It happened nearly 35 years ago, but Reba McEntire has never forgotten that night.
"I got booed off the stage at Cowtown Pickin' Party in Fort Worth in 1978," she recalls. "It was a tough crowd."
McEntire was the opening act for John Conlee, the band backing her didn't know any of her songs, and she resorted to telling jokes to fill some of her allotted time onstage.
"Then I walked off the stage and somebody from the Fort Worth Star-Telegram interviewed me and asked if I'm going to quit the music business," she says. "I said, 'No, I'm not going to quit. I'm going to regroup, take my marbles and go somewhere else.'"
McEntire went on to become the Queen of Country Music, selling more than 60 million records.
"I never worry that I might be a failure or a flop," she says. "I never look at anything that way."
That's why she has high expectations for her new sitcom, Malibu Country, which premieres Friday on ABC after the return of Tim Allen's Last Man Standing.
"The sky's the limit when you're doing these things," the funny redhead says. "I say dream big. I'd love to go seven or eight seasons with this show. Ten would be great!"
It would be unwise to bet against her.
When McEntire launched her previous sitcom, Reba, in 2001, few TV critics predicted success. But the durable little comedy thrived for six long seasons.
In the new show, Reba plays a wife and mother of two whose life is turned upside-down when she discovers that her country music legend husband has a cheatin' heart. She divorces him and leaves Nashville with her kids and her crazy mom (played by Lily Tomlin) to start anew in sunny California.
Once the family arrives in Malibu, they experience 100,000 volts of culture shock.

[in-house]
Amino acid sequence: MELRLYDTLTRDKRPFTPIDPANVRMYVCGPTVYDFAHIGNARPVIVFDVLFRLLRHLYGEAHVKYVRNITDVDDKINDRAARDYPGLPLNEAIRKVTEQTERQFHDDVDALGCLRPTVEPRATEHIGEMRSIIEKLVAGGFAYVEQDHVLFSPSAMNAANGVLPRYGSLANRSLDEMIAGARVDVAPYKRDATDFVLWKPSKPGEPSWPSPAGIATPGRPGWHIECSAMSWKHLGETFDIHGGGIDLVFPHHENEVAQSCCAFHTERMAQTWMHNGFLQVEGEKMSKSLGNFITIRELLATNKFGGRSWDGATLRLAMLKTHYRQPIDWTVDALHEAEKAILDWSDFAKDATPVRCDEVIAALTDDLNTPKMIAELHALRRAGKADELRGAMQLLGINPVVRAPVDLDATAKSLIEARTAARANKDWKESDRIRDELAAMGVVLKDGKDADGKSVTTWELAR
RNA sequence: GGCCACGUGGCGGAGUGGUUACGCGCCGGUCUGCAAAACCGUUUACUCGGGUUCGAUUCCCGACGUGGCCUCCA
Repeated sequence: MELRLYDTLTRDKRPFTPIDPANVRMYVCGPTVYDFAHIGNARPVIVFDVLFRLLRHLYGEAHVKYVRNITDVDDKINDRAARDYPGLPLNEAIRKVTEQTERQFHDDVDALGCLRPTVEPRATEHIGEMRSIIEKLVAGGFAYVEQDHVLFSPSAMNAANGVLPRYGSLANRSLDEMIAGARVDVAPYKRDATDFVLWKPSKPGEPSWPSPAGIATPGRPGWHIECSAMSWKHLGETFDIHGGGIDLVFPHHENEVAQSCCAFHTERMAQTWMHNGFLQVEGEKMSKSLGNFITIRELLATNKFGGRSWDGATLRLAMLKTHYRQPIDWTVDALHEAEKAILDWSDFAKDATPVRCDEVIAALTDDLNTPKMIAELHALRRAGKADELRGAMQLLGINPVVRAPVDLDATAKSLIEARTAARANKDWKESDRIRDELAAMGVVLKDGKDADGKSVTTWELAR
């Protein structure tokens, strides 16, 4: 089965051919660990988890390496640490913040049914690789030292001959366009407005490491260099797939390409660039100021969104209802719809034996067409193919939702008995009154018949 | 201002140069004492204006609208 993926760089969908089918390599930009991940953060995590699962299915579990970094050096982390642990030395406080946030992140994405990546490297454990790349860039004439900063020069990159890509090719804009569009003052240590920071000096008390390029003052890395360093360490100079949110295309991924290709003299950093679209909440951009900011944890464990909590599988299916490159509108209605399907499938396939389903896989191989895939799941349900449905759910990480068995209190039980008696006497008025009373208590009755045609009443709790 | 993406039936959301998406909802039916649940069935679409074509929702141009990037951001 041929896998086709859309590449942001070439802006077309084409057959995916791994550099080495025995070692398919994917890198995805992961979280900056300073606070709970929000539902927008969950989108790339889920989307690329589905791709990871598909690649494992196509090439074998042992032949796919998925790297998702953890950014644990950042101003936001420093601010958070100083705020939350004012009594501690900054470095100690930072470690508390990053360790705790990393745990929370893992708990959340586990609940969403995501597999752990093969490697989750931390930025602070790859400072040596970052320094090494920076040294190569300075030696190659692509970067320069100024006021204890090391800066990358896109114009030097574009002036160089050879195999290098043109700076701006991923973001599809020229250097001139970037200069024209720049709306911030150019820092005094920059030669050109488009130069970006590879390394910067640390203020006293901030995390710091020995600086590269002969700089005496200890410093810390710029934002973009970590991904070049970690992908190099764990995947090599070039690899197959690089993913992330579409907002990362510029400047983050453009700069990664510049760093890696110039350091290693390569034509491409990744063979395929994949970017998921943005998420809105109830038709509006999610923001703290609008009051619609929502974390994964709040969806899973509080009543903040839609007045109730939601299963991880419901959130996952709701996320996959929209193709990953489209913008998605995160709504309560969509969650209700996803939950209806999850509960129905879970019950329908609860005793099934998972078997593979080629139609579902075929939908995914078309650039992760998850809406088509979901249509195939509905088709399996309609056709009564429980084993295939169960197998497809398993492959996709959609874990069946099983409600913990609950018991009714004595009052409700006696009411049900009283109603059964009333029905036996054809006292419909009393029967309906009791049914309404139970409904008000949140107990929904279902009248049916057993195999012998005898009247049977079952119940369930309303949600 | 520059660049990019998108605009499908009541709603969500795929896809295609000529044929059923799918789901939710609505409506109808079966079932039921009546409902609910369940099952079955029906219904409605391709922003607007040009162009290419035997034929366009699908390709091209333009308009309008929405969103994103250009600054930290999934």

McEntire knows that feeling only too well.
Even though she came from a country music showbiz world, when she and her manager-husband, Narvel Blackstock, moved from Tennessee to Los Angeles to make Reba, they sometimes felt like they had stepped onto the surface of an alien planet.
People just do things differently in La La Land. It's a place where flaky, self-involved behavior seems to be the norm, not the exception.
Meanwhile, Reba's son Shelby, 11 at the time, absolutely hated California.
"He was praying heavily that the show would get canceled so we could move back," McEntire says. "So a lot of the things we were dealing with then in real life are happening now in the show."
That said, Malibu Country was not inspired by McEntire's experiences in L.A. a decade ago. Not even close.
In fact, the show was created by Dave Stewart, of the 1980s pop-rock duo the Eurythmics, and he didn't have McEntire in mind at all.
Reba McEntire and the Eurythmics don't exactly travel in the same circles, after all.
But it so happens that Reba's stepson, music manager Brandon Blackstock, was on a plane flying from Nashville to L.A. when he got to talking to Stewart, a fellow passenger.
"Dave mentioned that he had a concept for a sitcom called Malibu Country," McEntire says. "And Brandon says, 'Well, I know Reba McEntire. Why don't I send it to her?'
"So he sent it to me, and I liked it immediately. It wasn't created for me, but Brandon happened to be there at the right place at the time to get it to me, and it was a perfect fit."
Still, one has to wonder: What might have happened with Malibu Country had Stewart been on that plane seated next to Faith Hill's manager or Shania Twain's publicist?
McEntire loves being back on television in the old-school, filmed-in-front-of-a-studio-audience sitcom format.
"I like everything about it," she says. "I love the energy that the audience brings to the room. And I love the challenge of making a new show every week. Every day we get some version of a new script. It might be a few pages that are different, it might be a bunch of pages.
"After all those seasons of Reba, I never got tired of doing this."